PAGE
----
From Next City:
"The need for this program far exceeds available resources.”
That was how the Housing Authority of the City of Austin put it when it reopened its waitlist for Housing Choice Vouchers last September for the first time in four years. The Housing Choice Voucher program, which was previously known as Section 8, helps low-income families make up the difference between the cost of rent on the private market and what they’re able to afford. In 2014, the last time the Authority opened the waitlist, it got 20,000 applicants. It whittled them down to 2,500 through a lottery. It was expecting to do the same again last year, randomly selecting another 2,000 applicants just to get in the line for a voucher.
But even when a family gets a voucher, says Michael Gerber, president and CEO of the housing authority, they may find it very difficult to find a landlord who will accept it. As Next City has reported before, Texas landlords are allowed to reject tenants based on their source of income. And like a lot of growing cities, Austin is facing a critical shortage of affordable housing across the board, which is especially acute at the lowest end of the income scale.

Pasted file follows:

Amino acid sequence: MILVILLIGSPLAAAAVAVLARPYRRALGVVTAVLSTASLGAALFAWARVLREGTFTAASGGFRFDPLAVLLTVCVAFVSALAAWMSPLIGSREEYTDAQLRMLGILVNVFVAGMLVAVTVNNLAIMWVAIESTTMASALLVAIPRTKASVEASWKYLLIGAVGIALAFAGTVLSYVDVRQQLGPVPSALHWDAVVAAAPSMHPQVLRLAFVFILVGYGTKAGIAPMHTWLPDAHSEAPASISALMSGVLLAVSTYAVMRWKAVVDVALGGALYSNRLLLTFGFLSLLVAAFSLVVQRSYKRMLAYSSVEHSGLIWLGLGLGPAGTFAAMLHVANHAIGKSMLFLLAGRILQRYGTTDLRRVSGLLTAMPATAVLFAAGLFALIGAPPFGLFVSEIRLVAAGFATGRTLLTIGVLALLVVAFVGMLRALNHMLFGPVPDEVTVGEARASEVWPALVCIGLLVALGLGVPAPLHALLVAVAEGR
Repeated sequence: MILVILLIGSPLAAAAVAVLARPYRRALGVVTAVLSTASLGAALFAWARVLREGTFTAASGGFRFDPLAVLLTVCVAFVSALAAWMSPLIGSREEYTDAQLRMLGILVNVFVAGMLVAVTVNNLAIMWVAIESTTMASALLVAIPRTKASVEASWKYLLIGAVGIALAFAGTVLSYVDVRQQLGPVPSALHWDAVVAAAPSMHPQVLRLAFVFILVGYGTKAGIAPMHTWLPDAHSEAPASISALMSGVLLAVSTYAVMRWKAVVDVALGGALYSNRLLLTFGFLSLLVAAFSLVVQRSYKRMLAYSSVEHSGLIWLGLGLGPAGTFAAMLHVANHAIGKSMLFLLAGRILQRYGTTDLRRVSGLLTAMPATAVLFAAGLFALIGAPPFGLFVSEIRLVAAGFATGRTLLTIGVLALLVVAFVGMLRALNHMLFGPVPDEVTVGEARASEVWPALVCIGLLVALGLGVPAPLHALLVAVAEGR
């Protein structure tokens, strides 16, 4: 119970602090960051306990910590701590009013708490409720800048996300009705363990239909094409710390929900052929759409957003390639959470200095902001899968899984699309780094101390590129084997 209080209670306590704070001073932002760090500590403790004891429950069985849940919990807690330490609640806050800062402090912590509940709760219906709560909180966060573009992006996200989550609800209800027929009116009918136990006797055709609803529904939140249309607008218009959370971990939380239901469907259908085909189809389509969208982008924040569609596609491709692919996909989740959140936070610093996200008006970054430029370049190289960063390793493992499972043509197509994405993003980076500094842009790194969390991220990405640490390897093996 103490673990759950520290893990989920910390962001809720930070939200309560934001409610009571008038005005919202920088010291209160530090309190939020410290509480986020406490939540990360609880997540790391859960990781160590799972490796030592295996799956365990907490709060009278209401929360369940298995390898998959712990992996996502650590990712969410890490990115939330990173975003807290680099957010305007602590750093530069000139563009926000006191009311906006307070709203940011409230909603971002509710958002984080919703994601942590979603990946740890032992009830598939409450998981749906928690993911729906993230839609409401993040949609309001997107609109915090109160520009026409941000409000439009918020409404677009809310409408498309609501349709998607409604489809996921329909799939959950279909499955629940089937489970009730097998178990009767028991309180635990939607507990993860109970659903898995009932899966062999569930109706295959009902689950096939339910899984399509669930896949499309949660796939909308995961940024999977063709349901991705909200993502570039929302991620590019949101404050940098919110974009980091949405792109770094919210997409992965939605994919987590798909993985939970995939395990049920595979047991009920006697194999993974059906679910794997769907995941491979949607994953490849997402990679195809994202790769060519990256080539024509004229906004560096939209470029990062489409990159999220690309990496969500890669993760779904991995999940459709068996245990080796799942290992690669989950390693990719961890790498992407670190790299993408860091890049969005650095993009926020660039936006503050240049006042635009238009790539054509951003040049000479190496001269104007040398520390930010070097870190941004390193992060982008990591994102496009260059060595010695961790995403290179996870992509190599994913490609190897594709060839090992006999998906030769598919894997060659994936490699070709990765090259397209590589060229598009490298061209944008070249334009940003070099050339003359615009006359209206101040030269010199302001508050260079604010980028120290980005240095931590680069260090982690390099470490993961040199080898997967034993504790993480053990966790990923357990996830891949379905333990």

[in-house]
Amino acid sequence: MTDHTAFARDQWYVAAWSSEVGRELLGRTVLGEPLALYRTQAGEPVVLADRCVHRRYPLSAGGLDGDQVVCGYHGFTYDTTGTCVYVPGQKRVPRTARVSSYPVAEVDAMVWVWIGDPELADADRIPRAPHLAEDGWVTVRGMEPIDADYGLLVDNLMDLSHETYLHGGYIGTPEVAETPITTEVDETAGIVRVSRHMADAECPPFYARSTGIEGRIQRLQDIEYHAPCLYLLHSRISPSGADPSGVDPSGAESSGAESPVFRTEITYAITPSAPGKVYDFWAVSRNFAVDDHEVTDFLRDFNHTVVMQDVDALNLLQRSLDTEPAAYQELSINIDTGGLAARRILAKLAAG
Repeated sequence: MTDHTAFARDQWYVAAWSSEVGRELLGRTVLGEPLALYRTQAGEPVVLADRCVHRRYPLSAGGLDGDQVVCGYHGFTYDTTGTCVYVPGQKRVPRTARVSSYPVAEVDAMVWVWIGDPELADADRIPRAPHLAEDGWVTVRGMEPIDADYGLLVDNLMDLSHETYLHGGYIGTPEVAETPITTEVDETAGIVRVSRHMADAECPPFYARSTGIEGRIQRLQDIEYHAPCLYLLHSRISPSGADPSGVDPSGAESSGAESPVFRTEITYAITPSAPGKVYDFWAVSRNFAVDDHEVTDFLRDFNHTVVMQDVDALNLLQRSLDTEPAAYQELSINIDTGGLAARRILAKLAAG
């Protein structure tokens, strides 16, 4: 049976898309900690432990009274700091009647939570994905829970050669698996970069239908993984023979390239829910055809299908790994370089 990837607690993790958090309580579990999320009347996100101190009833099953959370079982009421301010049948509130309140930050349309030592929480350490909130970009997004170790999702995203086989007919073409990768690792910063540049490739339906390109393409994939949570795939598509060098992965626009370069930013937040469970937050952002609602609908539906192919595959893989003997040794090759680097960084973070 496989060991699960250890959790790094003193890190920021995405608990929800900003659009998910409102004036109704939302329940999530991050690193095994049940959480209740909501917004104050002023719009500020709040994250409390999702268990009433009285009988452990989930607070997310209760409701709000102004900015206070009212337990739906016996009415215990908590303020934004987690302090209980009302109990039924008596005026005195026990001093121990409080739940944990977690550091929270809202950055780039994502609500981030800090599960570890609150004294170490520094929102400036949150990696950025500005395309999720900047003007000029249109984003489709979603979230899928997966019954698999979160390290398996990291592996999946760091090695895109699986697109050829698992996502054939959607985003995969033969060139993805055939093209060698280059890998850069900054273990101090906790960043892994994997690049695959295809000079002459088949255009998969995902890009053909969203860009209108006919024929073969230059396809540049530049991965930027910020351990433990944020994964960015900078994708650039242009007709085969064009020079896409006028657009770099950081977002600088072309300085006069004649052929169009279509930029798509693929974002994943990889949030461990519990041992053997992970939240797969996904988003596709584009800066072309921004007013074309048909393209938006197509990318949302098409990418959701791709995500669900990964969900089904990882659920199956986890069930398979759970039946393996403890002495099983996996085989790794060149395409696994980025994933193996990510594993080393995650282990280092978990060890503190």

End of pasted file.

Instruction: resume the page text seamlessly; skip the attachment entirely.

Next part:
“While a housing authority I don’t think has a responsibility for fixing all of [the housing shortage], we certainly feel a responsibility to try to address it as best we can,” Gerber says. “It’s hard to say to that resident, ‘Here’s a housing choice voucher. We know you’re not going to be able to use it.’”
So as part of its effort to make more housing available to voucher holders, the housing authority is continuing to expand a strategy of acquiring housing units on the private market and making some of them affordable for low and moderate-income people. Recently, the housing authority, in partnership with the affordable-housing investment group Community Development Trust, bought a 452-unit apartment complex in Southeast Austin, as the Austin American-Statesman reported. The authority is planning to rent the units to tenants earning no more than 80 percent of median family income, which works out to $48,200 for an individual or $68,800 for a family of four. And it’s planning to market at least 15 percent of the units to voucher holders and tenants receiving assistance through HUD’s Veterans Affairs Supportive Housing program.
Read Next City's article "Austin Housing Authority Buys Private Apartments to Rent to Section 8 Tenants," featuring the Housing Authority of the City of Austin.